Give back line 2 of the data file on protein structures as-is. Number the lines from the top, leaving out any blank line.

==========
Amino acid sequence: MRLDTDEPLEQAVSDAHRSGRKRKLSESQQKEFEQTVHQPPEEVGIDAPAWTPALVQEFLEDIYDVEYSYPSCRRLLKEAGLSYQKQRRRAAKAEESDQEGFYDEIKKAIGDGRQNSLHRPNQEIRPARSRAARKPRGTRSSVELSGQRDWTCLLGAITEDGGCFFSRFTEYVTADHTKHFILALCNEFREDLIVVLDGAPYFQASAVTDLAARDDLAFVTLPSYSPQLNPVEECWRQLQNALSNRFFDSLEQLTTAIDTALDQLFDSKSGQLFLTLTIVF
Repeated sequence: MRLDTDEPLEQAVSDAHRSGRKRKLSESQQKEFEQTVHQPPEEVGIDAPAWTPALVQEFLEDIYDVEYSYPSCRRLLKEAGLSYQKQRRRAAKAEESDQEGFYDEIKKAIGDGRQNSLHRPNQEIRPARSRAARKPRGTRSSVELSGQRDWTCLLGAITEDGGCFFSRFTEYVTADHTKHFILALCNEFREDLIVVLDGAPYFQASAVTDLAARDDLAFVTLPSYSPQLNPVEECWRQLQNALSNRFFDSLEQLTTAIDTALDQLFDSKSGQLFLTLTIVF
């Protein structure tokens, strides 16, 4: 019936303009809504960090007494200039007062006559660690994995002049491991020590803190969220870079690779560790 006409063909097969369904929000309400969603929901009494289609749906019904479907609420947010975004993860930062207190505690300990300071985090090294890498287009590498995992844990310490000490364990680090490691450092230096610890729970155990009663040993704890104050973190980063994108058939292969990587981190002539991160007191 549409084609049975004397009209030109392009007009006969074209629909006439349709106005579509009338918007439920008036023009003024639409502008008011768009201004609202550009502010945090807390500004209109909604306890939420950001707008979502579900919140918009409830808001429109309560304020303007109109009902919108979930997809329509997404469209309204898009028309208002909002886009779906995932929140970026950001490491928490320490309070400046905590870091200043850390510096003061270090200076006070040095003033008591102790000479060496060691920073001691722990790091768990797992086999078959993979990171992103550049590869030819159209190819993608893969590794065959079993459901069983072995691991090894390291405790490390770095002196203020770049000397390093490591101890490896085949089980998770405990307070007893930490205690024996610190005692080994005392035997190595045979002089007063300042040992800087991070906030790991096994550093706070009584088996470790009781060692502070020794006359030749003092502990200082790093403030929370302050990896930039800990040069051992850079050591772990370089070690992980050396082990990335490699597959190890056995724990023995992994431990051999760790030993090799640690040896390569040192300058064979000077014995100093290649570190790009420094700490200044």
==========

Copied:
Repeated sequence: MRLDTDEPLEQAVSDAHRSGRKRKLSESQQKEFEQTVHQPPEEVGIDAPAWTPALVQEFLEDIYDVEYSYPSCRRLLKEAGLSYQKQRRRAAKAEESDQEGFYDEIKKAIGDGRQNSLHRPNQEIRPARSRAARKPRGTRSSVELSGQRDWTCLLGAITEDGGCFFSRFTEYVTADHTKHFILALCNEFREDLIVVLDGAPYFQASAVTDLAARDDLAFVTLPSYSPQLNPVEECWRQLQNALSNRFFDSLEQLTTAIDTALDQLFDSKSGQLFLTLTIVF